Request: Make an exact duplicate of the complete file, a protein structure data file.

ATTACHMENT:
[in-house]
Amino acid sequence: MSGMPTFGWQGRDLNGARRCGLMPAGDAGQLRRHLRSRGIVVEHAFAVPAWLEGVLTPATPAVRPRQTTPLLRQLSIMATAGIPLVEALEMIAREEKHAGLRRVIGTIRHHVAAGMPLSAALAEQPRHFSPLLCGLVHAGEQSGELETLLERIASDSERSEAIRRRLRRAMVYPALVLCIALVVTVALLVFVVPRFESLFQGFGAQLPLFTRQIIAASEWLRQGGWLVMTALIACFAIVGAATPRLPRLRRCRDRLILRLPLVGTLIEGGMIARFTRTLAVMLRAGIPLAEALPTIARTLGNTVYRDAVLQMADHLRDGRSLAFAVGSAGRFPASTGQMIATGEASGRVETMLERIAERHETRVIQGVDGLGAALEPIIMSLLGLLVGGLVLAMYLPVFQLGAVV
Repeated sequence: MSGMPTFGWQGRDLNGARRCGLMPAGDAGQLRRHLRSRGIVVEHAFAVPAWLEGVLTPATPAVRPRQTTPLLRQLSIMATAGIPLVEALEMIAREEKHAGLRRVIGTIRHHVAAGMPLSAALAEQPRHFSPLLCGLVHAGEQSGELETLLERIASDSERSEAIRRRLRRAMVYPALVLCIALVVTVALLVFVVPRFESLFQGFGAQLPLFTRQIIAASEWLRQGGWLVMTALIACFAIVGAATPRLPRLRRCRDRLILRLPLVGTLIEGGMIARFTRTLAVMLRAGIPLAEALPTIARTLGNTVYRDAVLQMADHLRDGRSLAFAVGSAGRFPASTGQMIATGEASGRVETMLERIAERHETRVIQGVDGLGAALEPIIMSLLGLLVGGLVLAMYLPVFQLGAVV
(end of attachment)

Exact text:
[in-house]
Amino acid sequence: MSGMPTFGWQGRDLNGARRCGLMPAGDAGQLRRHLRSRGIVVEHAFAVPAWLEGVLTPATPAVRPRQTTPLLRQLSIMATAGIPLVEALEMIAREEKHAGLRRVIGTIRHHVAAGMPLSAALAEQPRHFSPLLCGLVHAGEQSGELETLLERIASDSERSEAIRRRLRRAMVYPALVLCIALVVTVALLVFVVPRFESLFQGFGAQLPLFTRQIIAASEWLRQGGWLVMTALIACFAIVGAATPRLPRLRRCRDRLILRLPLVGTLIEGGMIARFTRTLAVMLRAGIPLAEALPTIARTLGNTVYRDAVLQMADHLRDGRSLAFAVGSAGRFPASTGQMIATGEASGRVETMLERIAERHETRVIQGVDGLGAALEPIIMSLLGLLVGGLVLAMYLPVFQLGAVV
Repeated sequence: MSGMPTFGWQGRDLNGARRCGLMPAGDAGQLRRHLRSRGIVVEHAFAVPAWLEGVLTPATPAVRPRQTTPLLRQLSIMATAGIPLVEALEMIAREEKHAGLRRVIGTIRHHVAAGMPLSAALAEQPRHFSPLLCGLVHAGEQSGELETLLERIASDSERSEAIRRRLRRAMVYPALVLCIALVVTVALLVFVVPRFESLFQGFGAQLPLFTRQIIAASEWLRQGGWLVMTALIACFAIVGAATPRLPRLRRCRDRLILRLPLVGTLIEGGMIARFTRTLAVMLRAGIPLAEALPTIARTLGNTVYRDAVLQMADHLRDGRSLAFAVGSAGRFPASTGQMIATGEASGRVETMLERIAERHETRVIQGVDGLGAALEPIIMSLLGLLVGGLVLAMYLPVFQLGAVV